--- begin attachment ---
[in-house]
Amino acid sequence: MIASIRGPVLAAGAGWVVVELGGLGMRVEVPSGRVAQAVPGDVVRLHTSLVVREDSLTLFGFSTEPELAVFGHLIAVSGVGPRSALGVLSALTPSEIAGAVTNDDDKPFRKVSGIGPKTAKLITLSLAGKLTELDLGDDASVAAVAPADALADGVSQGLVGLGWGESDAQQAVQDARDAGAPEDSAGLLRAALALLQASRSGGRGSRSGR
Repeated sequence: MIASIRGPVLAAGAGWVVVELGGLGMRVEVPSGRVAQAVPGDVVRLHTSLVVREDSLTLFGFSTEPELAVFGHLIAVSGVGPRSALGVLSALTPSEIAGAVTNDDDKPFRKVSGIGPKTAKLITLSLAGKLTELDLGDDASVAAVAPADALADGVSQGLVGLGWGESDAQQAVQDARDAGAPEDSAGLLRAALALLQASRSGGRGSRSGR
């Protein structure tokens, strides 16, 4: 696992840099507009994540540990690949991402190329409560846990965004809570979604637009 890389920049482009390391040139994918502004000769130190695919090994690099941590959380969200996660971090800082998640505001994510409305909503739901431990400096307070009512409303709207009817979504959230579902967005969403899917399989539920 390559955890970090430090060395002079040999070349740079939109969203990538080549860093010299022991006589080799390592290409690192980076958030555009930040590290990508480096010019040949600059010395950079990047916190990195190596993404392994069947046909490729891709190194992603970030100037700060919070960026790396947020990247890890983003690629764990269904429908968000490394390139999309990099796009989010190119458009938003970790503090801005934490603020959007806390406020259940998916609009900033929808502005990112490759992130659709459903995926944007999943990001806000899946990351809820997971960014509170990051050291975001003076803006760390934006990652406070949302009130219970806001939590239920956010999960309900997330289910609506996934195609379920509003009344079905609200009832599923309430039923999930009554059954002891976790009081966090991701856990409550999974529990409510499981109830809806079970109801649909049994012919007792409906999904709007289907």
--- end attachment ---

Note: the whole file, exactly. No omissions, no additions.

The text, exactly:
[in-house]
Amino acid sequence: MIASIRGPVLAAGAGWVVVELGGLGMRVEVPSGRVAQAVPGDVVRLHTSLVVREDSLTLFGFSTEPELAVFGHLIAVSGVGPRSALGVLSALTPSEIAGAVTNDDDKPFRKVSGIGPKTAKLITLSLAGKLTELDLGDDASVAAVAPADALADGVSQGLVGLGWGESDAQQAVQDARDAGAPEDSAGLLRAALALLQASRSGGRGSRSGR
Repeated sequence: MIASIRGPVLAAGAGWVVVELGGLGMRVEVPSGRVAQAVPGDVVRLHTSLVVREDSLTLFGFSTEPELAVFGHLIAVSGVGPRSALGVLSALTPSEIAGAVTNDDDKPFRKVSGIGPKTAKLITLSLAGKLTELDLGDDASVAAVAPADALADGVSQGLVGLGWGESDAQQAVQDARDAGAPEDSAGLLRAALALLQASRSGGRGSRSGR
């Protein structure tokens, strides 16, 4: 696992840099507009994540540990690949991402190329409560846990965004809570979604637009 890389920049482009390391040139994918502004000769130190695919090994690099941590959380969200996660971090800082998640505001994510409305909503739901431990400096307070009512409303709207009817979504959230579902967005969403899917399989539920 390559955890970090430090060395002079040999070349740079939109969203990538080549860093010299022991006589080799390592290409690192980076958030555009930040590290990508480096010019040949600059010395950079990047916190990195190596993404392994069947046909490729891709190194992603970030100037700060919070960026790396947020990247890890983003690629764990269904429908968000490394390139999309990099796009989010190119458009938003970790503090801005934490603020959007806390406020259940998916609009900033929808502005990112490759992130659709459903995926944007999943990001806000899946990351809820997971960014509170990051050291975001003076803006760390934006990652406070949302009130219970806001939590239920956010999960309900997330289910609506996934195609379920509003009344079905609200009832599923309430039923999930009554059954002891976790009081966090991701856990409550999974529990409510499981109830809806079970109801649909049994012919007792409906999904709007289907």